robin_d_laws (robin_d_laws) wrote,

Premise Threat and Iconic Identity

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[Contains spoilers for the present season of House, M.D.]

A common form of false suspense in serial media is the premise threat: a story possibility that, if not reversed, ends the premise of the property. For example, you know in any episode of Gilligan’s Island, or its descendant, Star Trek: Voyager, that any chance of rescue will be dashed by the end of a regular, non-finale episode. (I haven’t caught Stargate: Robert Carlyle but assume it too will eventually be forced to deal with the premise threat issue.)

One form of the premise threat is abandonment by an iconic hero of his iconic nature. This happens all the time in comics. I remember being shocked as a kid reading a friend’s back issues of the first “Spider-Man quits” arc. Even then I knew that he didn’t really quit, because years later, new Spidey comics were still coming out. Still I took the premise threat seriously, as I hadn’t seen it done before.

This year the writers of House have its iconic hero seemingly abandoning his iconic nature. In its season opener, which has divided fans of the show, they broke with formula to spend two hours with House in a psychiatric institution. Only one other series regular appeared; even the credit sequence was changed. After an extended homage to One Flew Over the Cuckoo’s Nest, House was presented with his challenge for the season: to get his medical license back, he would have to become a kinder, gentler Gregory House. This seemed oddly incongruent with the reason for his being institutionalized, a psychotic break brought on by Vicodin addiction, but never mind.

For the next episode, the writers’ room created suspense with the premise threat, that House wouldn’t be practicing medicine any more. By its end he was ready to go back to work, although under slightly constrained circumstances. Since then, he pretty quickly crept back to being the same old satisfyingly obnoxious and devious House. Occasional lip service is given to his attempt to be a new person, but that’s the extent of the supposedly premise-shaking changes promised by the season opener. He’s found in his supposed lack of power new ways to torment his long-suffering friend and colleagues, and all is well again. Once again, as when a new cast of sidekicks was rotated in, the context around the iconic character has shifted, but the character has proved true to himself and able to execute the show’s basic formula week in and week out. As all premise threats must do, this one has left the essentials unchanged.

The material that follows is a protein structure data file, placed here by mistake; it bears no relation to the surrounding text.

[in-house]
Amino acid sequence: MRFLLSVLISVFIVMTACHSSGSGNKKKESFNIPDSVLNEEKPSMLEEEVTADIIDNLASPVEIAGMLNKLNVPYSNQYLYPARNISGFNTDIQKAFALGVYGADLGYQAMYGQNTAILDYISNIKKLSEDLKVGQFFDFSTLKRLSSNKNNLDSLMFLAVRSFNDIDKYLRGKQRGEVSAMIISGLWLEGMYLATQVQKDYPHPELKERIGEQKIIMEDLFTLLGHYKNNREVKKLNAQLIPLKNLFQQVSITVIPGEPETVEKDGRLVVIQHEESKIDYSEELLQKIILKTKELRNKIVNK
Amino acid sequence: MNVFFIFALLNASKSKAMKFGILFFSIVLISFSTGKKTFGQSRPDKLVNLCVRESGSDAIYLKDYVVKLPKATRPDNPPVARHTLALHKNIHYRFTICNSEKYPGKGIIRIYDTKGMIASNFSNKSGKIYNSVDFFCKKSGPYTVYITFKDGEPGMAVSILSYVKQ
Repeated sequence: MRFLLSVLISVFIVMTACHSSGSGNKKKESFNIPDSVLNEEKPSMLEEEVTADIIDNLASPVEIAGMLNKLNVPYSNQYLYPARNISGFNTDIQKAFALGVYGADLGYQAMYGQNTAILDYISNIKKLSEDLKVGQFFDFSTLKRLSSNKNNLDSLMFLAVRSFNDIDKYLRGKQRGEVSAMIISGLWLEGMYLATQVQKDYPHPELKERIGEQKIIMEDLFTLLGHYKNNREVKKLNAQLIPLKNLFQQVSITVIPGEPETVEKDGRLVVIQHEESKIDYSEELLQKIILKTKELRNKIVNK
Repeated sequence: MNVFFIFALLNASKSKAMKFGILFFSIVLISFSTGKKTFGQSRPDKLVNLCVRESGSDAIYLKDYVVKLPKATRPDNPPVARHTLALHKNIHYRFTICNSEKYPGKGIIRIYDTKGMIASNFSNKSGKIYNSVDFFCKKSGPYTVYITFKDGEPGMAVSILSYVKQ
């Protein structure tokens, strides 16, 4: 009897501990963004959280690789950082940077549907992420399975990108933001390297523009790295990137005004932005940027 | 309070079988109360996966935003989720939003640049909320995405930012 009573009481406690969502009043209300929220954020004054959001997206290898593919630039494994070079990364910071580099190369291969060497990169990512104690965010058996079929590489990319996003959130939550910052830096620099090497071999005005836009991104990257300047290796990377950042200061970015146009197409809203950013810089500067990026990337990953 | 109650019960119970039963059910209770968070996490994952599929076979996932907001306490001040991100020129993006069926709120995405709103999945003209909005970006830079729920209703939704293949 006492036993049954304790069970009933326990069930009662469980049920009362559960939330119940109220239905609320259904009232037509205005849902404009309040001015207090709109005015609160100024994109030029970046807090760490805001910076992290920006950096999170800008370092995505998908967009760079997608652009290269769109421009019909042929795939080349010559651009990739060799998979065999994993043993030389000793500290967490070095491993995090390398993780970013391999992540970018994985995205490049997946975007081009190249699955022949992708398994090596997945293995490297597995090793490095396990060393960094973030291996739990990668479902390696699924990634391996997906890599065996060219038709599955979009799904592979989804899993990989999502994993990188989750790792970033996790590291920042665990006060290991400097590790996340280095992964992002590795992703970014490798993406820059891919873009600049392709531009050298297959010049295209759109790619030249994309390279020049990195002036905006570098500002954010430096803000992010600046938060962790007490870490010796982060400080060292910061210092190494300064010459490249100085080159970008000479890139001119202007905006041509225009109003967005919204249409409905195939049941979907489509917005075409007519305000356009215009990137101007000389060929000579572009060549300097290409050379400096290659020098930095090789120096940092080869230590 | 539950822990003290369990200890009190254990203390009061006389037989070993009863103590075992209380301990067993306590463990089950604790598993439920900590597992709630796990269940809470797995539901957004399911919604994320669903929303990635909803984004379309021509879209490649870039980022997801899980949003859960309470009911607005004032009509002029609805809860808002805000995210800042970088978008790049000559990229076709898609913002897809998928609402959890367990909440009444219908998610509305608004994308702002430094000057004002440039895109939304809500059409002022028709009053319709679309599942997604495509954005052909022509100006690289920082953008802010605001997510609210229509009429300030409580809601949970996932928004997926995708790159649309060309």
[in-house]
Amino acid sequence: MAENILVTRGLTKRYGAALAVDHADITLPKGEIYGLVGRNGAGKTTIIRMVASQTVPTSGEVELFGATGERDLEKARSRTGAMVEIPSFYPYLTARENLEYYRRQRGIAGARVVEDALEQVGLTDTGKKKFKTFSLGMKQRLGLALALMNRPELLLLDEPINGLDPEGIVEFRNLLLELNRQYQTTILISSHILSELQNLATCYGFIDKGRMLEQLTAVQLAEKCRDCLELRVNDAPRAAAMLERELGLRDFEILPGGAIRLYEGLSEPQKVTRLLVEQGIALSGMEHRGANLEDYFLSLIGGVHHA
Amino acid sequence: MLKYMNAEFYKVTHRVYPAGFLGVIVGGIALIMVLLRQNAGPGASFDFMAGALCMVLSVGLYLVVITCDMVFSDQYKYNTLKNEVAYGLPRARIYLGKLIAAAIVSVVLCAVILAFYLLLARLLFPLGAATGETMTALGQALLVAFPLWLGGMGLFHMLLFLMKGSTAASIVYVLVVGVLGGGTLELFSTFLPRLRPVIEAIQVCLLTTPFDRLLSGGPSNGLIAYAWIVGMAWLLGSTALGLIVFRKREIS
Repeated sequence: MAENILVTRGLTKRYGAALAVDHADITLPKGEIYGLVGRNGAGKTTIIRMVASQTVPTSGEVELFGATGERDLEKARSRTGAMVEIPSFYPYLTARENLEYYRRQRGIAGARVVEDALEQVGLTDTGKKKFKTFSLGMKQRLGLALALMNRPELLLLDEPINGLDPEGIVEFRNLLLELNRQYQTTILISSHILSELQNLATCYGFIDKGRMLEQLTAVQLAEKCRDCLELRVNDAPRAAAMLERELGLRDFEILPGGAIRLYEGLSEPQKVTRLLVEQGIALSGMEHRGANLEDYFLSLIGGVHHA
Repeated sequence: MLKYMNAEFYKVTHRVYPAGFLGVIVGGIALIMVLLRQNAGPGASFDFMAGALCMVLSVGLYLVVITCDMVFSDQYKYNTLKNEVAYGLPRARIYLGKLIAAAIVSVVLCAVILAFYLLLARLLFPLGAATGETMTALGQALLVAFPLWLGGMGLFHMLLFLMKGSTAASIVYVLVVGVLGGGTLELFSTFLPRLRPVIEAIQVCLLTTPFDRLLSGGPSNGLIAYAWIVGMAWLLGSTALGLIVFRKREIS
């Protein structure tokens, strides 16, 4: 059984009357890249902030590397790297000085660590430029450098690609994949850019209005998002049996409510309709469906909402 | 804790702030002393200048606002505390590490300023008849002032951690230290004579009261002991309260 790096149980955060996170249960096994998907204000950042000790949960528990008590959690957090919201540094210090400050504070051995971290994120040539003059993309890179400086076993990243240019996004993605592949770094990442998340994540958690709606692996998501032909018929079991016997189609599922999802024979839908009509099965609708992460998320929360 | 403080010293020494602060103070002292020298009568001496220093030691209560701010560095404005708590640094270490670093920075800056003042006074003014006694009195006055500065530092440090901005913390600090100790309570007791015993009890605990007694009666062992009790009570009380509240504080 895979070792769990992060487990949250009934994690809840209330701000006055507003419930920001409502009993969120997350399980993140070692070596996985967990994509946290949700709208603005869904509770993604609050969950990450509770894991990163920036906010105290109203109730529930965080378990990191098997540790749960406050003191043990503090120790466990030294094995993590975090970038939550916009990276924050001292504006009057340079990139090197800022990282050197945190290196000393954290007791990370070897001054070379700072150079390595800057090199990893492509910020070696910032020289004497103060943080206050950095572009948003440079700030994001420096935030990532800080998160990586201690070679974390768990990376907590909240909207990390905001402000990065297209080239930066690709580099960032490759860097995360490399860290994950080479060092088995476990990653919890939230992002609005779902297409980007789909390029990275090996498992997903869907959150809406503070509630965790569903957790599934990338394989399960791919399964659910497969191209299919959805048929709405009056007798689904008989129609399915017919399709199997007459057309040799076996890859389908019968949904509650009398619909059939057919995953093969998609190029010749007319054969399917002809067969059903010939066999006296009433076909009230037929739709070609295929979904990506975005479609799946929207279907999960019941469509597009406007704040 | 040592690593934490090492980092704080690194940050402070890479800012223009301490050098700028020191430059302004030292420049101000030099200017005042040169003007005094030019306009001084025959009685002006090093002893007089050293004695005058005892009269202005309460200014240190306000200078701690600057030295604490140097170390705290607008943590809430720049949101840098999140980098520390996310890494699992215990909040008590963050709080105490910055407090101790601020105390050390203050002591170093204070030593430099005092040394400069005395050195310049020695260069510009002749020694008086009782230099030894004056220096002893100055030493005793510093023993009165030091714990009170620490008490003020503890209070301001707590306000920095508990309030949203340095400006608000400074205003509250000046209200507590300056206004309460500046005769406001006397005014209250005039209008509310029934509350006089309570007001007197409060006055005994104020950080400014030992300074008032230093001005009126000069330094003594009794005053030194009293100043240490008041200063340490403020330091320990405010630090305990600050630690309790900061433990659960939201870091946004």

Since premise threats are, at their core, fake-outs, it’s usually bad news when series writers resort to them. This premise threat fizzled out surprisingly quickly, but that’s not even the show’s most striking departure from its original tone. The outré , strained and circuitous plot line used to eject a series regular has me looking around for the shark pool in the parking lot.

Although poorly executed, the premise threat does confirm House as an iconic hero. We don’t want to see a humbled or non-practicing House any more than we want to read issue after issue of Peter Parker going to school, working as a freelance photographer, and doing his laundry. By overcoming premise threats, the iconic hero embarks on a ritualized return to his comforting true nature. He proves that he is not changed by the world, but forces the world to change for him.

Tags: iconic heroes, narrative structure

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